Making Artificial Intelligence work for you
Artificial Intelligence (AI) has garnered a lot of attention recently as the technology to watch, with leading experts in the AI space proclaiming it as ‘the new electricity’.
The improvement in the accuracy of modern techniques, especially deep learning and ease of access to AI computing infrastructure, means that more organisations are able to access AI technology. However, one of the biggest challenges is in understanding AI technology, where it can be used and how to use it.
For not-for-profits, it’s all well and good that the latest AI solutions recognises objects in video, creates artwork and predicts traffic patterns, but understanding where to use it in the organisation is a far cry from what is happening in the market.
AI is not remotely at a level where you can explain a problem to it and it will figure out the solution. The technology is still quite specific in its application and requires human intelligence to decide which specific model (or combination of models) to apply.
Based on my experiences and some of the common challenges I see, here are some of my suggestions on where AI can benefit NFPs.
Automating customer service with chatbots
Chatbots have been around for over a decade, however, recent years of improvement and ubiquity of National Language Processing (NLP) algorithms have made it much simpler to create a useful chatbot.
There are a range of chatbot platforms that let you create a conversational tree with a series of intents, with the ability to extend the platform with custom APIs if you need. Basically, it’s like creating a script and AI will try to match the best answer in your script to the question.
While large-scale case studies are relatively rare, IBM is predicting 85 per cent of all customer interactions will be handled without a human agent, which means streamlining of service interactions across many different industries and a general expectation to be able to interact with an organisation in this way.
For not-for-profits, chatbots offer a way to streamline common interactions and answer enquiries, as well as some specialised interactions. Instead of requiring staff to answer basic questions such as services, availability and locations, the chatbot is capable of answering these questions in a person’s stead.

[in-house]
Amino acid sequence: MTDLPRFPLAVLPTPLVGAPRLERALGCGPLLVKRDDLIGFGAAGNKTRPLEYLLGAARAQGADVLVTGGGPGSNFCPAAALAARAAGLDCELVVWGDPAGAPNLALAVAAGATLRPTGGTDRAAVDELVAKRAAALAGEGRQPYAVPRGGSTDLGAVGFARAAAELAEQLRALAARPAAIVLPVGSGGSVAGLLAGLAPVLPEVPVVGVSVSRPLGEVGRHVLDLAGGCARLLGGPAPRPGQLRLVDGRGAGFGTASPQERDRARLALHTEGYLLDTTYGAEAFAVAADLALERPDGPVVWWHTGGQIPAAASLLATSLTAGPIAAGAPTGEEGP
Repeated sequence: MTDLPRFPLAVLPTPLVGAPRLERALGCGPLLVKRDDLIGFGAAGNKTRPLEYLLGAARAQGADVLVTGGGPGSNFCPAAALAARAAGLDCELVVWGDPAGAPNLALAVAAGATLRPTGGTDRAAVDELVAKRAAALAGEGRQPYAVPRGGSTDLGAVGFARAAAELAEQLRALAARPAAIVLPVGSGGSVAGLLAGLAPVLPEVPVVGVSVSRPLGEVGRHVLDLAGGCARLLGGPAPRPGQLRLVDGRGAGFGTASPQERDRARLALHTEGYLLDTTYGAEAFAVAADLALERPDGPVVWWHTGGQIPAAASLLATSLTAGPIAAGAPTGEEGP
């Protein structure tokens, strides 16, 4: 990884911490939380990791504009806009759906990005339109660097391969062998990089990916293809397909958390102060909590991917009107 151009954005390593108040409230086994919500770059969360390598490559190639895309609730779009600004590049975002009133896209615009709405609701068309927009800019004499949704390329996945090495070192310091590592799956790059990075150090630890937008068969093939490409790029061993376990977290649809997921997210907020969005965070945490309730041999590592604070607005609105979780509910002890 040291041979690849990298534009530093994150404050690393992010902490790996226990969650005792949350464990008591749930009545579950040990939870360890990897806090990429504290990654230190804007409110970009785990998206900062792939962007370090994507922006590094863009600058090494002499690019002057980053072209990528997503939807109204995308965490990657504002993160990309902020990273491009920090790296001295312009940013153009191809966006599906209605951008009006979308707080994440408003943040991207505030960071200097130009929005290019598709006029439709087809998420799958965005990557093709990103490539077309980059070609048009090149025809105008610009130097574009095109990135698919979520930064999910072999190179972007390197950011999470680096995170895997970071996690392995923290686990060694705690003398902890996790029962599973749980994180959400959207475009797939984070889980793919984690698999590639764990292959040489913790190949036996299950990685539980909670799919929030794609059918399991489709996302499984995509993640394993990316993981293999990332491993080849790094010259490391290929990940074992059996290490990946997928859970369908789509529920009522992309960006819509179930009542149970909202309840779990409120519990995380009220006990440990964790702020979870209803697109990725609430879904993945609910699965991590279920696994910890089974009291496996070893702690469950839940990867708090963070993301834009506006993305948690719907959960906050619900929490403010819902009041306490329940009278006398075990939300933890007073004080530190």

They can also be extended to answer more unique questions with a bit of additional technical work. While chatbots will not replace human interaction for a complex query or interaction, they can save valuable staff and volunteer time in answering basic and repetitive questions and can be extended to perform medium-complexity tasks.
While donation analysis has traditionally been primarily expert opinion and statistics, there is space to solve some of the most intricate challenges with AI.
Based on some of the problems I have seen, I believe there are a few specific problems in the area of donations and fundraising AI techniques can help with:
- Review the best candidates to become donors from a cold or warm dataset
- Predicting candidates for regular donors based on previous interactions
- Classifying regular donors into groups to maximise engagement and retention
- Classifying and re-engaging lapsed donors
Allocating resources in service delivery and volunteering
In NFPs that deliver service interactions and need to prioritise specific resources or engage specific supporters, AI can offer faster, automated ways to prioritise resources.
Two examples from other industries and their potential applications are:
- Predictive policy – where you best put your resource from the data you have available in response to capacity and time-based problems
- Finding blood donors – in this example, an NGO used public data to predict which people were likely to match different blood groups and be willing to donate
Getting started with AI in your organisation
With AI now a lot more accessible and comparatively easy-to-use than in the past, there are many opportunities for AI to streamline not-for-profit operations and provide additional insight and structure that was not possible before.
I expect that other the next few years, not-for-profits that wish to be leaders will find effective ways to streamline a few key areas of the organisation through digital technology and AI, giving them more time and scope to focus on strategic work and better service delivery.
As the sector is relatively early in its use of AI, our recommendation is to start with a small MVP with a well-defined and specific problem, and then expand into other areas of the organisation over the next few years as experience and internal support is built.
James Hornitzky is the Co-Founder and COO of Leafcutter. In my role at Leafcutter, I drive the tools, structures and direction of our organisation. Our mission at Leafcutter is to partner with not-for-profits and purpose-driven organisations and provide them with the digital tools and know-how to enable them to succeed in the way they fundraise and tell their stories online, to the way their teams work to deliver their programs and services.